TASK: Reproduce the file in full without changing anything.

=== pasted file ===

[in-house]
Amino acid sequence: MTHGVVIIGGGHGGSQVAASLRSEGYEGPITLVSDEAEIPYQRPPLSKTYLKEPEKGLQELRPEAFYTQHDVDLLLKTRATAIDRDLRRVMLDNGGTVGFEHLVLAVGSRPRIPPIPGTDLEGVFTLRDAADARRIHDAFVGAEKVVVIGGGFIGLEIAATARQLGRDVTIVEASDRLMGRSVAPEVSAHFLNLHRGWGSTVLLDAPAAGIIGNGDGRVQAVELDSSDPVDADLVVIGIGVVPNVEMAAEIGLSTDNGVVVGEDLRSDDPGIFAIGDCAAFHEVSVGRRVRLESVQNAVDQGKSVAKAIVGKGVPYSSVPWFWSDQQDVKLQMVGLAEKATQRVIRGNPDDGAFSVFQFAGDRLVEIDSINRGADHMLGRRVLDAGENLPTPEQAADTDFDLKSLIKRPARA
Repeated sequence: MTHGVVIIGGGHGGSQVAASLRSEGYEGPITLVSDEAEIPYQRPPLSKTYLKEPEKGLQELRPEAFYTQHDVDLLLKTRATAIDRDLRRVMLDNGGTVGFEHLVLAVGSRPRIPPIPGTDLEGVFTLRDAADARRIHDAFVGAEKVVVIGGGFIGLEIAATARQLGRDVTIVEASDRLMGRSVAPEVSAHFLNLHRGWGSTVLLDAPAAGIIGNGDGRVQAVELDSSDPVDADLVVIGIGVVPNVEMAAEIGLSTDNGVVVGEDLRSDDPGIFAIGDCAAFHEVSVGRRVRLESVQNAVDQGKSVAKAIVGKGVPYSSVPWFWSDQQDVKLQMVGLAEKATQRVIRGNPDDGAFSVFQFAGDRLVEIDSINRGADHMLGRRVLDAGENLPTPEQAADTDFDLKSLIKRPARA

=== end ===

[in-house]
Amino acid sequence: MTHGVVIIGGGHGGSQVAASLRSEGYEGPITLVSDEAEIPYQRPPLSKTYLKEPEKGLQELRPEAFYTQHDVDLLLKTRATAIDRDLRRVMLDNGGTVGFEHLVLAVGSRPRIPPIPGTDLEGVFTLRDAADARRIHDAFVGAEKVVVIGGGFIGLEIAATARQLGRDVTIVEASDRLMGRSVAPEVSAHFLNLHRGWGSTVLLDAPAAGIIGNGDGRVQAVELDSSDPVDADLVVIGIGVVPNVEMAAEIGLSTDNGVVVGEDLRSDDPGIFAIGDCAAFHEVSVGRRVRLESVQNAVDQGKSVAKAIVGKGVPYSSVPWFWSDQQDVKLQMVGLAEKATQRVIRGNPDDGAFSVFQFAGDRLVEIDSINRGADHMLGRRVLDAGENLPTPEQAADTDFDLKSLIKRPARA
Repeated sequence: MTHGVVIIGGGHGGSQVAASLRSEGYEGPITLVSDEAEIPYQRPPLSKTYLKEPEKGLQELRPEAFYTQHDVDLLLKTRATAIDRDLRRVMLDNGGTVGFEHLVLAVGSRPRIPPIPGTDLEGVFTLRDAADARRIHDAFVGAEKVVVIGGGFIGLEIAATARQLGRDVTIVEASDRLMGRSVAPEVSAHFLNLHRGWGSTVLLDAPAAGIIGNGDGRVQAVELDSSDPVDADLVVIGIGVVPNVEMAAEIGLSTDNGVVVGEDLRSDDPGIFAIGDCAAFHEVSVGRRVRLESVQNAVDQGKSVAKAIVGKGVPYSSVPWFWSDQQDVKLQMVGLAEKATQRVIRGNPDDGAFSVFQFAGDRLVEIDSINRGADHMLGRRVLDAGENLPTPEQAADTDFDLKSLIKRPARA